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December 19, 2014

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Olympic Viewing: Live and die with figure skating

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Dita Alangkara / AP

Katie Uhlaender of the United States brakes after her final run during the women’s skeleton competition at the 2014 Winter Olympics, Friday, Feb. 14, 2014, in Krasnaya Polyana, Russia.

Highlights from television coverage of the Sochi Olympics:

SKATE OFF: Live by figure skating, die by figure skating. Friday's men's free skate competition had neither artistry nor suspense, with underwhelming performances from many of the top competitors. Figure skating is the most popular event of the Winter Olympics, so it's easy to understand why NBC locked in the final 90 minutes of its broadcast for it. When things turn out so poorly, it can't help but bring the entire broadcast down. NBC's analysts didn't hide their disappointment, although in one case maybe they should have: Scott Hamilton's nearly teary reaction to Canada's Patrick Chan succumbing to pressure and losing out on a chance to win a gold medal was over the top. Best observation came from Sandra Bezic: "Skaters of this generation tend to have computers for brains. They're counting points, instead of just skating."

WEIR WARDROBE WATCH: Johnny Weir could have gone the easy route and worn red on Valentine's Day, but instead NBC's skating analyst had a sparkling silver jacket, with what seemed to be a pearl bolo tie.

EYE ON COSTAS: Meredith Vieira was a solid pro in her first turn as prime-time Olympics host, filling in for the still-ailing Bob Costas, although she wasn't given much to do. There's been some online grumbling about NBC turning to two "Today" show hosts to sub for Costas (Matt Lauer did it the last three nights) instead of a sportscaster. But, really, what's required is an engaging MC. If NBC attracts just a sports audience to the prime-time telecast, it fails. It was smart to have a woman do the job on a night where skating dominated the agenda. Vieira is likely to be back again Saturday; NBC says Costas is improving but is still day to day.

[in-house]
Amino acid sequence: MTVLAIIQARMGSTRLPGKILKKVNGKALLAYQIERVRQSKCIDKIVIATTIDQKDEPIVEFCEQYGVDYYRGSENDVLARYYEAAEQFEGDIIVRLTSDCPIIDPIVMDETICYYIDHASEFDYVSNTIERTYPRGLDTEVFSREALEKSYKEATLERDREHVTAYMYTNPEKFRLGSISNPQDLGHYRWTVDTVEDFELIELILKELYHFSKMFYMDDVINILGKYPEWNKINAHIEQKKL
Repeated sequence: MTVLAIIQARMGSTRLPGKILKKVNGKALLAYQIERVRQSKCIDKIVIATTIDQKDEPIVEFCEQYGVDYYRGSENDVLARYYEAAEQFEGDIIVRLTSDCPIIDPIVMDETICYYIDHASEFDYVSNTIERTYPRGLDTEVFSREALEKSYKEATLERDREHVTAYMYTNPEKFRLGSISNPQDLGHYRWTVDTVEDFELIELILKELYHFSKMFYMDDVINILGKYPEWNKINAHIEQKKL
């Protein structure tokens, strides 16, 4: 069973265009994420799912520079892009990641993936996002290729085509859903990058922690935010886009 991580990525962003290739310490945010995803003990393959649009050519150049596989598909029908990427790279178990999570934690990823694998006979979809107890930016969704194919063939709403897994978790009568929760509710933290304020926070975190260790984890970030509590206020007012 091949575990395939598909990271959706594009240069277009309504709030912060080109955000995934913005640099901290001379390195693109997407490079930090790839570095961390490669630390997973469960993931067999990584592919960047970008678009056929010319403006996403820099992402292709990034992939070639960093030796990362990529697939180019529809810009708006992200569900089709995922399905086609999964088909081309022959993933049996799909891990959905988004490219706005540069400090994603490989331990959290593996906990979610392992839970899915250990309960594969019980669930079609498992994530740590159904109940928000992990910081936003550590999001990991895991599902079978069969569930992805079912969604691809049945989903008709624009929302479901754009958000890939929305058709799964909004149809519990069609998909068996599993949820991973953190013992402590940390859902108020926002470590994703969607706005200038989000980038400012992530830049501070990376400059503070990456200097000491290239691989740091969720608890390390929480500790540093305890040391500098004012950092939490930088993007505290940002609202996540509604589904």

TWO RACERS: The technology that allows NBC to superimpose another skier or sledder's ride onto another's for comparison purposes is illuminating and kinda cool. Even better that it's not overused.

SAD SIGHT: American Katie Uhlaender was already hurting, having just lost out on a medal in the women's skeleton by four one-hundredths of a point, but was keeping it together for an interview with NBC reporter Lewis Johnson. Then Johnson asked Uhlaender what she thought her father, who died last summer, would have said about her Olympics performance. That brought the tears. Yes, it was one of the emotional story lines NBC had sought to emphasize — just like silver medal-winning American Noelle Pikus-Pace's comeback from a miscarriage — but bringing it up at that point felt cruel.

TWEET OF THE NIGHT: "Does anyone else hear the timpani at the beginning of NBC's Olympic them and think, 'George, George, George of the Jungle'?"

RATINGS: Buoyed by a snowboarding sweep by three Americans, the Olympics rebounded Thursday night to an average of 22.9 million viewers, the Nielsen company said. That's down from 24.8 million viewers for the corresponding night four years ago in Vancouver, but up from 19.4 million eight years ago in Italy.

KERRIGAN VS. HARDING: NBC will likely air its 45-minute retrospective on the attack on figure skater Nancy Kerrigan by associates of competitor Tonya Harding on Feb. 23, the last night of the Olympics, said Jim Bell, executive producer of NBC's coverage. The 20-year anniversary piece is one of the few times Kerrigan, who is working as an NBC analyst, has spoken publicly about the attack, which became a soap opera of the 1994 Games. Bell said it could run earlier if weather forces delays in some Olympic competitions.

UPCOMING: The U.S.-Russia men's hockey game will be shown in early morning in the U.S.

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